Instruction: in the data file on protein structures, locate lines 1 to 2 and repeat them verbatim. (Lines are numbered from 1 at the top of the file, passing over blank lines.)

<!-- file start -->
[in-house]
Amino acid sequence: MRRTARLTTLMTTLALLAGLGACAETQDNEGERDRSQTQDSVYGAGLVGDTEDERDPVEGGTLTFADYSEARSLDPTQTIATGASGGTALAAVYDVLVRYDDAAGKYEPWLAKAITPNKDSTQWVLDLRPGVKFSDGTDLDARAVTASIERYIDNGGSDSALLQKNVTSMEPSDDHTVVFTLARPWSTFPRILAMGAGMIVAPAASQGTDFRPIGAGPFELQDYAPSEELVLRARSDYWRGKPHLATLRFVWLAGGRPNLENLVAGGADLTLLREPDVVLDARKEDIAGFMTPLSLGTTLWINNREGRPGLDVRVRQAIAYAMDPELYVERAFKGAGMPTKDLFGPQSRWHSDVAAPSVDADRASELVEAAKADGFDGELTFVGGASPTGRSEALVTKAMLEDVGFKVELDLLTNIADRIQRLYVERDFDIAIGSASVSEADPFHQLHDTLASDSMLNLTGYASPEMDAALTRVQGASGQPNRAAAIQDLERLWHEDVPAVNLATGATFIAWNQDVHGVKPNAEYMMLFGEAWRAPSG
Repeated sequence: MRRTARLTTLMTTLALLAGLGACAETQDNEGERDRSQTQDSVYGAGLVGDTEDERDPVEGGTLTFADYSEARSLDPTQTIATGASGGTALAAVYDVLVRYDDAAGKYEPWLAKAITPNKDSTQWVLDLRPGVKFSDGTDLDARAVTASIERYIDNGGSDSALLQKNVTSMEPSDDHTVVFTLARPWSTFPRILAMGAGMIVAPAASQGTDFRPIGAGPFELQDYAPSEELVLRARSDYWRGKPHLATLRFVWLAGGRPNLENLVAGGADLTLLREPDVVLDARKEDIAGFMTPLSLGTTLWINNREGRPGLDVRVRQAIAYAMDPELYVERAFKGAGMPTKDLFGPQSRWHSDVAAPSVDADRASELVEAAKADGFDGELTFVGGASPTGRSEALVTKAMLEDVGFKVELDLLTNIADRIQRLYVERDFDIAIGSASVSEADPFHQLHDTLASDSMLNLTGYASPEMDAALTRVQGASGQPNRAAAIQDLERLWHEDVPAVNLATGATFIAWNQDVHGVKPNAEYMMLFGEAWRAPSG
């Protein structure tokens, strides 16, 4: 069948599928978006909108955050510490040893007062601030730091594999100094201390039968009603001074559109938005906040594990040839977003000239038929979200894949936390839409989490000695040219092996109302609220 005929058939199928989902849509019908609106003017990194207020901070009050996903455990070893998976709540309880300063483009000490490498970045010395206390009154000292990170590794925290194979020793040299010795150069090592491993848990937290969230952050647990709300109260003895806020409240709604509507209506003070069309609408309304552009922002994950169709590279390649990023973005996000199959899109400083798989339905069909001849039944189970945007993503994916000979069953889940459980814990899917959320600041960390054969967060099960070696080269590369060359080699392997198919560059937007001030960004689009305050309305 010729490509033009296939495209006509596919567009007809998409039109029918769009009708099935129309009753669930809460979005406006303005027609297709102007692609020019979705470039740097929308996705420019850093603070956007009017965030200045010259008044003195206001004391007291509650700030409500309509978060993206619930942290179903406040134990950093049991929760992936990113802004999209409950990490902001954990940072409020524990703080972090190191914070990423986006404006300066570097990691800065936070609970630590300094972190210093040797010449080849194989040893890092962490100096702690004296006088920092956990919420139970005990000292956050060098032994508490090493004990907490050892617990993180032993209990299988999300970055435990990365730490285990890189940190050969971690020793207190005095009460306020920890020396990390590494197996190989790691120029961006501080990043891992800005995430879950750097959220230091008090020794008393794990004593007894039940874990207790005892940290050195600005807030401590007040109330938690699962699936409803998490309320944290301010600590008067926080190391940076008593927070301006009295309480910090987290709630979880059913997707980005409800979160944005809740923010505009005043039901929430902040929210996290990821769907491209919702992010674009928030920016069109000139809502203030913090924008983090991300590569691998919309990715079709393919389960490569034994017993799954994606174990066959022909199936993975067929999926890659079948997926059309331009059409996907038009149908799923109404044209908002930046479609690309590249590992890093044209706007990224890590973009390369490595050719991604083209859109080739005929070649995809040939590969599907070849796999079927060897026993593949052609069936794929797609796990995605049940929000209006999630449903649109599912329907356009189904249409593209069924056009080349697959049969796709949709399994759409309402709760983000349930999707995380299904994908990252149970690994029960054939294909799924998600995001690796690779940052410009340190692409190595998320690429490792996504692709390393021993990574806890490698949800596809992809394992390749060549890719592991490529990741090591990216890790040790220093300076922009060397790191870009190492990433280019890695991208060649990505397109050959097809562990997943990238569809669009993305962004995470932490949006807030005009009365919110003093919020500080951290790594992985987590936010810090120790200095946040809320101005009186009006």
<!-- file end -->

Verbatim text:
[in-house]
Amino acid sequence: MRRTARLTTLMTTLALLAGLGACAETQDNEGERDRSQTQDSVYGAGLVGDTEDERDPVEGGTLTFADYSEARSLDPTQTIATGASGGTALAAVYDVLVRYDDAAGKYEPWLAKAITPNKDSTQWVLDLRPGVKFSDGTDLDARAVTASIERYIDNGGSDSALLQKNVTSMEPSDDHTVVFTLARPWSTFPRILAMGAGMIVAPAASQGTDFRPIGAGPFELQDYAPSEELVLRARSDYWRGKPHLATLRFVWLAGGRPNLENLVAGGADLTLLREPDVVLDARKEDIAGFMTPLSLGTTLWINNREGRPGLDVRVRQAIAYAMDPELYVERAFKGAGMPTKDLFGPQSRWHSDVAAPSVDADRASELVEAAKADGFDGELTFVGGASPTGRSEALVTKAMLEDVGFKVELDLLTNIADRIQRLYVERDFDIAIGSASVSEADPFHQLHDTLASDSMLNLTGYASPEMDAALTRVQGASGQPNRAAAIQDLERLWHEDVPAVNLATGATFIAWNQDVHGVKPNAEYMMLFGEAWRAPSG